Those brightly lit, garish-looking storefronts that promise "CASH NOW!" and "NO CREDIT CHECKS!!!" are the purveyors of payday loans, or "deferred deposit loans," as the Utah Code prefers to call them.
The loans are usually for smaller amounts, between $50 and $500, but carry annual interest rates often exceeding 500 percent.
The easy terms make the transaction enticing. The lender gives you $300, you give the lender a check for $360, post-dated for two weeks in the future. Yes, it costs you $60 for the $300, but you have to get the car tire fixed right now and you won't lose any time off work, so the $60 sounds like a bargain.
The system works fine until there is a problem -- and the future can hold many problems.
The next paycheck ends up a little short, and you don't have the $360 to cover the check you wrote. Panic sets in. You know you need money, so you head to the next payday store down the block.
That would be the wrong move.
Payday loans come with very onerous terms and are highly regulated. No one is going to come and break your legs if you can't pay. In fact, if you know your rights, you can force the payday loan store to work with you and limit the amount of fees and costs.
The applicable law is Section 7-23-401 of the Utah Code. Here is a list of things that a deferred deposit loan store cannot do under Utah law:
* The lender cannot threaten to use or use the criminal process in any state to collect on the deferred deposit loan.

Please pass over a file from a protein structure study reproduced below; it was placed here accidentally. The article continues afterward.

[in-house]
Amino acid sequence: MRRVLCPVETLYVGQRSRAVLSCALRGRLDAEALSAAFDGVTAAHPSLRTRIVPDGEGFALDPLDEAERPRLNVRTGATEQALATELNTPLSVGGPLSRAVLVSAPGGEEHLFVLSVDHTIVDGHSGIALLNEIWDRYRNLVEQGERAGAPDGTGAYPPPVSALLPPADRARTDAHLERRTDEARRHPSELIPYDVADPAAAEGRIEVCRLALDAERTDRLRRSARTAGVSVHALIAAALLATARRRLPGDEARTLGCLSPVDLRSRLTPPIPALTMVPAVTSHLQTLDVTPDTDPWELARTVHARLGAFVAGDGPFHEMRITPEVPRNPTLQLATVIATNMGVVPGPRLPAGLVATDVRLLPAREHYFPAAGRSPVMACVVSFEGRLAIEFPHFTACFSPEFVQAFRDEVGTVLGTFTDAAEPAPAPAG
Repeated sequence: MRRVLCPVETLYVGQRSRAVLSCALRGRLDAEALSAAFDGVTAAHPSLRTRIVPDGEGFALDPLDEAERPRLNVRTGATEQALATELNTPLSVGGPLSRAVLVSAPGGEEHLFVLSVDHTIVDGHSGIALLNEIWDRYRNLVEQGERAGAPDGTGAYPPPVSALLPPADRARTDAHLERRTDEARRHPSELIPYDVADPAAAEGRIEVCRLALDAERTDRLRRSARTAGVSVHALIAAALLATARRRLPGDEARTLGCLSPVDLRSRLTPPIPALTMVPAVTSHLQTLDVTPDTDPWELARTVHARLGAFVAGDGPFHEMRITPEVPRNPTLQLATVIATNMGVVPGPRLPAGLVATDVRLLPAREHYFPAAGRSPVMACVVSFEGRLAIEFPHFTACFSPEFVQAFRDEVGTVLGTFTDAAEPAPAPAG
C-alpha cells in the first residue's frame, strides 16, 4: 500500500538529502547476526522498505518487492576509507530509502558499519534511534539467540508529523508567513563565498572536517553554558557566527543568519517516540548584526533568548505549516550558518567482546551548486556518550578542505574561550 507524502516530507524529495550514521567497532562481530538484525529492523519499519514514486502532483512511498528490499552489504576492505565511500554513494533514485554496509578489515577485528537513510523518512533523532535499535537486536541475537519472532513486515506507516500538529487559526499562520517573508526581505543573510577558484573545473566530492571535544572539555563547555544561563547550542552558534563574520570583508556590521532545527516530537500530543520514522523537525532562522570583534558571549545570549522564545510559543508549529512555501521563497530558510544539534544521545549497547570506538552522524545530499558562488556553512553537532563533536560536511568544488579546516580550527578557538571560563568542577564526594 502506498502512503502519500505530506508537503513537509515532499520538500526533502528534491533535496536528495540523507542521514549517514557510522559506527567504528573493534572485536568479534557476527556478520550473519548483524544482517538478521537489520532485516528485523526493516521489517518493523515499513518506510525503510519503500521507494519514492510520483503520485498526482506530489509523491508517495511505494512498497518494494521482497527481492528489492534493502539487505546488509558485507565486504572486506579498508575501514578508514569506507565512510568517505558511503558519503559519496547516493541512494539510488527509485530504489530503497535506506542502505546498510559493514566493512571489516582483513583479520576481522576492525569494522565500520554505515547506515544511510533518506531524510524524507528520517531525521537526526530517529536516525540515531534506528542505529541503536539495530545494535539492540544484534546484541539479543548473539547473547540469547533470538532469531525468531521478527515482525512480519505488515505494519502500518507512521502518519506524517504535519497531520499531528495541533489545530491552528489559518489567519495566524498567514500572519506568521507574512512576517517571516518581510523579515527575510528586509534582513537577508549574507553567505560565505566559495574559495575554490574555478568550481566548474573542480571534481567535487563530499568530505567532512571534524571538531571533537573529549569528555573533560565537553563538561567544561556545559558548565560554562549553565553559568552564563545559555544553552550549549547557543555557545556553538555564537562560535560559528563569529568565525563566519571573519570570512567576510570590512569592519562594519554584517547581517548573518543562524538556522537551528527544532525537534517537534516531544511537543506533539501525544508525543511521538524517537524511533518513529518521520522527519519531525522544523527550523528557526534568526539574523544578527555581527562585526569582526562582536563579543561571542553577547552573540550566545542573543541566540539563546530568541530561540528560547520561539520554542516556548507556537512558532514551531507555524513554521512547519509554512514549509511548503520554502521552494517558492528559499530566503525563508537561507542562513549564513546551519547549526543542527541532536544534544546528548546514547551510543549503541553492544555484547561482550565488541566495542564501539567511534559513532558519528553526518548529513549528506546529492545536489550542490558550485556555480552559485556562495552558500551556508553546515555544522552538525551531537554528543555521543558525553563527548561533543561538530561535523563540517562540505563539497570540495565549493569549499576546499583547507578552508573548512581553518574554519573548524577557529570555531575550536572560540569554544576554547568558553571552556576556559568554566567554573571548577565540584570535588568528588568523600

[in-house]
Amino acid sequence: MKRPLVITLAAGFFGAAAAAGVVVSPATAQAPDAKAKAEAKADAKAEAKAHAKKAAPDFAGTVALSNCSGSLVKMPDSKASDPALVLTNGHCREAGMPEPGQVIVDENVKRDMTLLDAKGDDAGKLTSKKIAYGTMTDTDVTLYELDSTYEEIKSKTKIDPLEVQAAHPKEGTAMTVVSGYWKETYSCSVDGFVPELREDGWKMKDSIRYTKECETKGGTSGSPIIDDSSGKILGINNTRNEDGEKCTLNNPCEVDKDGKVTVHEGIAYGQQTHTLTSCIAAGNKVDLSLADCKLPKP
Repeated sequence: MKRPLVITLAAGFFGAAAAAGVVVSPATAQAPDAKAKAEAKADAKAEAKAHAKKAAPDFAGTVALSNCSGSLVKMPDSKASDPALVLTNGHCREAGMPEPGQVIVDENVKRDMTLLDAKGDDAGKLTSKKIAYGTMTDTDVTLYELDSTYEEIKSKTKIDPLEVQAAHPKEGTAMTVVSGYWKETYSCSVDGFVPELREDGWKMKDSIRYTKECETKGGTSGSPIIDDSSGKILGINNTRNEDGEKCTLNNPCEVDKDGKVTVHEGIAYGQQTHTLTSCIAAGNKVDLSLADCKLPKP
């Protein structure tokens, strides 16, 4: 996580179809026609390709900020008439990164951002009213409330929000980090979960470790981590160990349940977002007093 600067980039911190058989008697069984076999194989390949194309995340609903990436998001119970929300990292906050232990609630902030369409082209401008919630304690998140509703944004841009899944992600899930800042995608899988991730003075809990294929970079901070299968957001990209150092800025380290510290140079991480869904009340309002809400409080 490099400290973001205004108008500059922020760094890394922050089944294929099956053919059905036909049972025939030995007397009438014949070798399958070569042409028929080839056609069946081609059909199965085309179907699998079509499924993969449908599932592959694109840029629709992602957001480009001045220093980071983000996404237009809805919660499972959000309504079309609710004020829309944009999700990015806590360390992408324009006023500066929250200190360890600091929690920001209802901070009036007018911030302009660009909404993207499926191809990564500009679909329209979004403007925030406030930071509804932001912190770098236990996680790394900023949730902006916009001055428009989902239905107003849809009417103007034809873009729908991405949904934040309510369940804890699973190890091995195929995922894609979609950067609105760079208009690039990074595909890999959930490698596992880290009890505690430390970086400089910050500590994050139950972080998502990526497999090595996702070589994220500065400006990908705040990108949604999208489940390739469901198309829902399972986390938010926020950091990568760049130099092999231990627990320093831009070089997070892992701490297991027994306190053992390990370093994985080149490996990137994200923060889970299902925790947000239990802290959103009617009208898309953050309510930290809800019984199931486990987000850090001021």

If someone threatens criminal action for nonpayment on a check loan, then you know the caller is fraudulent. This happens primarily with online payday lenders. They cannot send you to jail if you can't pay.
* The lender cannot collect interest on the loan for more than 10 weeks. This means the most you would have to pay in the hypothetical $300 loan at 500 percent interest would be $587.
* The lender cannot call you at work if you or your employer tell the lender that you cannot take calls at work.
* The lender cannot roll over a loan without the consent of the borrower. This means you don't have to sign a new loan with the lender to pay off the old balance. You can just make payments on the original loan.
* The lender cannot require payments longer than 10 weeks from the time the loan was first made.
In 2010, the Utah Legislature added an important part to the deferred deposit loan statute, Section 7-23-403.
The law requires the lender to enter into an extended payment plan for the loan, as long as the borrower hasn't requested a previous extended payment plan in the last year. The terms of the extended payment plan are outlined by the law.
If you are unfortunate enough to need the services of a payday loan store, know your legal rights and make sure you don't pay more than you absolutely have to.
E. Kent Winward is an Ogden attorney. He can be reached at 801-392-8200 or email@example.com.